I should have known something was up with the weather Sunday night; I kept waking up to the sound of my wetsuit, which I'd left hanging outside, flapping against the sliding glass door.
Monday morning early the flags were all stiff and pointing south, and if you stood anywhere near the pier or the hammocks at Scubaclub you were going to get wet. Waves were crashing into the rock and concrete, and it was fun watching the little water jets shooting up through the small cylindrical holes in the pier half a second after a wave hit.
However, as I stood there watching, the sea noticeably calmed and over a period of half an hour, as the sun rose, the wind slacked and the white caps disappeared.
My growing confidence that we were going to be able to dive was boosted at the sight of one of the DMs wheeling a cart of tanks down to the pier. I turned and went to my locker to get out my gear.
The diminished wind was still rather brisk beneath a low ceiling of ragged clouds, and on the Reef Star I actually felt a little cold with my wetsuit peeled down to my waist. I laughed at myself a little, thinking how I try to be brave on winter surface intervals in Monterey, where the surface air temp is 52 degrees and the wind chill factor on blustery days is, well, colder than Monday was in Cozumel.
As I retreated into the protected area on the boat I looked astern and there was a very low, broad, dark, and nasty looking squall descending on San Miguel. I asked Martin if it was headed our way and he smiled and said that we'd got out of the harbor at the right time and that the rain would miss us.
The sea was bumpy where we stopped for a dive at Palancar Caves, and there was current. Nestor made sure we were all ready to go at the same time and counted us briskly off the stern like airborne troops being deployed over a drop zone.
Once in the 79 degree water I dealt with the chop by using my snorkle at the surface before we descended, and then, much to the entertainment of the boat crew, forgot that I didn't have my reg in my mouth when I began my descent. This little embarrassment behind me, I caught up with the group as we dropped gently in the current over the massive reef structures.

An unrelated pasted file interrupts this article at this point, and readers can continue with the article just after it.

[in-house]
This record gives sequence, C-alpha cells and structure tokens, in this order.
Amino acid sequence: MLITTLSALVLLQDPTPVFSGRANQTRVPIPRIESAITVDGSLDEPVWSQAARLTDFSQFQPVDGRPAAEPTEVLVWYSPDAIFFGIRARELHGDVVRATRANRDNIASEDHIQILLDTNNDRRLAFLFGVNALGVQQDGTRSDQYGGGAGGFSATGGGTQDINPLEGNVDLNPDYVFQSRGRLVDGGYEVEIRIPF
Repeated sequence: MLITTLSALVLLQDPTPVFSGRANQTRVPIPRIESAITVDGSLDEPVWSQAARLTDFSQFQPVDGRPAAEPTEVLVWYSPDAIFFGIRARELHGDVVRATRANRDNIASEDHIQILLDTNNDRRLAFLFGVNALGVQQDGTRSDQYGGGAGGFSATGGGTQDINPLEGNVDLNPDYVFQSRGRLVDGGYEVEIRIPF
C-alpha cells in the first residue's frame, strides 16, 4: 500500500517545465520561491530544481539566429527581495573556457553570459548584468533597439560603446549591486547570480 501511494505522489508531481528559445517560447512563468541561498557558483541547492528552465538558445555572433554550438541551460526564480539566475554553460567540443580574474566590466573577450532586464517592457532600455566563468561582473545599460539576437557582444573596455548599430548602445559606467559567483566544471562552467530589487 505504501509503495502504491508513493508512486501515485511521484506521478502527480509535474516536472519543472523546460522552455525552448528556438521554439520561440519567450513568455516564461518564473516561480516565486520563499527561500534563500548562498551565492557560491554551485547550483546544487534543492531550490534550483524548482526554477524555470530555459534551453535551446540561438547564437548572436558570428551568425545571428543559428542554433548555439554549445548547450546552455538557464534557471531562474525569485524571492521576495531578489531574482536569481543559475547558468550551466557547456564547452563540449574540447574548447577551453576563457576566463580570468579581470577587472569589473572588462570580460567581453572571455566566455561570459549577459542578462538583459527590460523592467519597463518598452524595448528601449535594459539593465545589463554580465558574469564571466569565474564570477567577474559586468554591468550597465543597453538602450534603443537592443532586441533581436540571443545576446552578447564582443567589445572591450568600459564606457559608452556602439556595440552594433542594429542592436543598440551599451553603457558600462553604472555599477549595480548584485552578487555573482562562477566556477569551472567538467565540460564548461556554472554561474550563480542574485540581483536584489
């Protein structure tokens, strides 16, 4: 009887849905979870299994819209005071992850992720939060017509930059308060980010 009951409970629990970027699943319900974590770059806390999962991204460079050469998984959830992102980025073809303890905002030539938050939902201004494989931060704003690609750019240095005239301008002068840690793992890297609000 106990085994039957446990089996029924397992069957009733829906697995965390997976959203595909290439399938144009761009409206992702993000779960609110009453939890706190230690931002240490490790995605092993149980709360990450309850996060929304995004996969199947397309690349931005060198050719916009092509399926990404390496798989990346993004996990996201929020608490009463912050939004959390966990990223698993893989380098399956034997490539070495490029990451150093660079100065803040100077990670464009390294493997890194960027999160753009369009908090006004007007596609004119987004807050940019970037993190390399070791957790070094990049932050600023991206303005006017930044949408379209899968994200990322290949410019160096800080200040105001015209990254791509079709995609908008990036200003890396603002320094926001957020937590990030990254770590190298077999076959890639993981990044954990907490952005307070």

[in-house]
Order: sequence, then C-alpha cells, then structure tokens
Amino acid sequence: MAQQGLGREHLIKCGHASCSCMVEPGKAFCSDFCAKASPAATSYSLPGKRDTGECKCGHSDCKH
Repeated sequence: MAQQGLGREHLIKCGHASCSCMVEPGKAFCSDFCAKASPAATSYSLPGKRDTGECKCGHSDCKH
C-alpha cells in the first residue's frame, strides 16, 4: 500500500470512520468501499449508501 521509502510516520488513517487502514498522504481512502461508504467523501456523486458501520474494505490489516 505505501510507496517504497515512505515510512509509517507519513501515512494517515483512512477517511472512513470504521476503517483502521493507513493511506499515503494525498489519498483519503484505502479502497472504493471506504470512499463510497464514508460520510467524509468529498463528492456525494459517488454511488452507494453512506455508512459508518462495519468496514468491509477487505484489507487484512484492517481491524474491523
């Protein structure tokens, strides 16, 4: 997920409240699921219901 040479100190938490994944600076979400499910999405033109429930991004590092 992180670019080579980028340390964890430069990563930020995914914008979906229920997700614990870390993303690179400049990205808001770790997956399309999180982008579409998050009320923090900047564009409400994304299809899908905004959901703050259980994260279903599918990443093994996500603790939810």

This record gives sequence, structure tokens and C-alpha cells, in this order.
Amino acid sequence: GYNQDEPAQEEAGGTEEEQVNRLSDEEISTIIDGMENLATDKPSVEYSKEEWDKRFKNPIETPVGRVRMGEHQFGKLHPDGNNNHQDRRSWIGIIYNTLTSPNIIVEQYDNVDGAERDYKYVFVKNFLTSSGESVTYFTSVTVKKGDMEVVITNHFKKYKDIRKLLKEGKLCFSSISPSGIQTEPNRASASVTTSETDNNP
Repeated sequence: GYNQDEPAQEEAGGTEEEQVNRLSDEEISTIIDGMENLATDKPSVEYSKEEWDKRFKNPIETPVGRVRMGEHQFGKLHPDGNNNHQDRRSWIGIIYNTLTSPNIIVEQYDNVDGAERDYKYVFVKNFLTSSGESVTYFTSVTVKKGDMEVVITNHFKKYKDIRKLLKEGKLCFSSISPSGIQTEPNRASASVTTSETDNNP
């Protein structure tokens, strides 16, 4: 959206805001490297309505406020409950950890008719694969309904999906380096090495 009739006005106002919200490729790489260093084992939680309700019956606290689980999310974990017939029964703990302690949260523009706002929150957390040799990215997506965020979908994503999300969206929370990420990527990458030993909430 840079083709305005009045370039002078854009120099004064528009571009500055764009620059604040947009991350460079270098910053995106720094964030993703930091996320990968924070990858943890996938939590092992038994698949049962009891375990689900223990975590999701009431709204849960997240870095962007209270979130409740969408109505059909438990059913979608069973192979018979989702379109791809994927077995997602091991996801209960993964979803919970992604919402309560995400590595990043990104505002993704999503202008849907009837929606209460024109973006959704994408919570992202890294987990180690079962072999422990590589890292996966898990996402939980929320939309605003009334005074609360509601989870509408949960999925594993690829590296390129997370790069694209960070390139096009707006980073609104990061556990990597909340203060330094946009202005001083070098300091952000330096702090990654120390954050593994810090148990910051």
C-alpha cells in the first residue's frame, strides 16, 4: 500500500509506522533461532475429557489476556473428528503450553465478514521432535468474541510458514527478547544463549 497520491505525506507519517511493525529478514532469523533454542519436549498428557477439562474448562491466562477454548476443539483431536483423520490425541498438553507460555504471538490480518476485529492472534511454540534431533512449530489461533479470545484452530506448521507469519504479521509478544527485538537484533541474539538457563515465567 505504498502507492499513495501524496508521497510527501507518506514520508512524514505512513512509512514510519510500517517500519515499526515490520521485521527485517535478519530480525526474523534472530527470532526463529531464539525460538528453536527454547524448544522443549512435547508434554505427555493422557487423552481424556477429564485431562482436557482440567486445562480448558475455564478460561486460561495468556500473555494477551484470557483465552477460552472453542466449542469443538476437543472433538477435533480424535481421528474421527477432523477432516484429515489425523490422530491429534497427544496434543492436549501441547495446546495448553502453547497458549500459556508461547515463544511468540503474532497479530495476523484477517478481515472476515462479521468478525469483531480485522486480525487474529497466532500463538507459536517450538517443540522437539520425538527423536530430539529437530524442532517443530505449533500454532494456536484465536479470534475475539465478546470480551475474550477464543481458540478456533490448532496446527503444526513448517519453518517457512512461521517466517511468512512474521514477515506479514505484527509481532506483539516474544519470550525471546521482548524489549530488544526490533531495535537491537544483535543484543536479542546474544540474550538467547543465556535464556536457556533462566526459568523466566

Once again, descending upon the great monolithic pinnacles and buttresses extending to the north made me feel small. Then, dropping over the precipice to see the spires and walls disappearing into the vertical depths below was as exciting as ever. We floated down to a sand berm connecting two big blocks of reef and immediately Nestor vanished into a hole in the rock. We followed him into the narrow passage in single file, and the seven of us threading one-by-one through the winding arches and tunnels set the theme of the entire dive. Here's a video.
Sometimes we would come to a juncture of multiple caverns, and we would have to wait for divers in other groups to go through into the next hole. Nestor would wait and we would hover in the large, roofless chamber behind him until he signalled us to follow him. The passageways would wind down and then up in spiral paths from which we would exit, as on earlier dives, onto a bright, white sand berm. It was fun to turn and watch the other divers coming out through the hole. Some of them would rotate onto their backs to take in as much as possible as they emerged.
Very early in this dive Nestor stopped at a hole in the wall and gestured for us to look. There was a good sized lobster sitting half way out of his hole, and he didn't retreat when we approached. I was able to get a few decent pictures of him, but I had told myself not to lag behind the group, which I'd noticed myself doing earlier in the week, so I didn't stay long.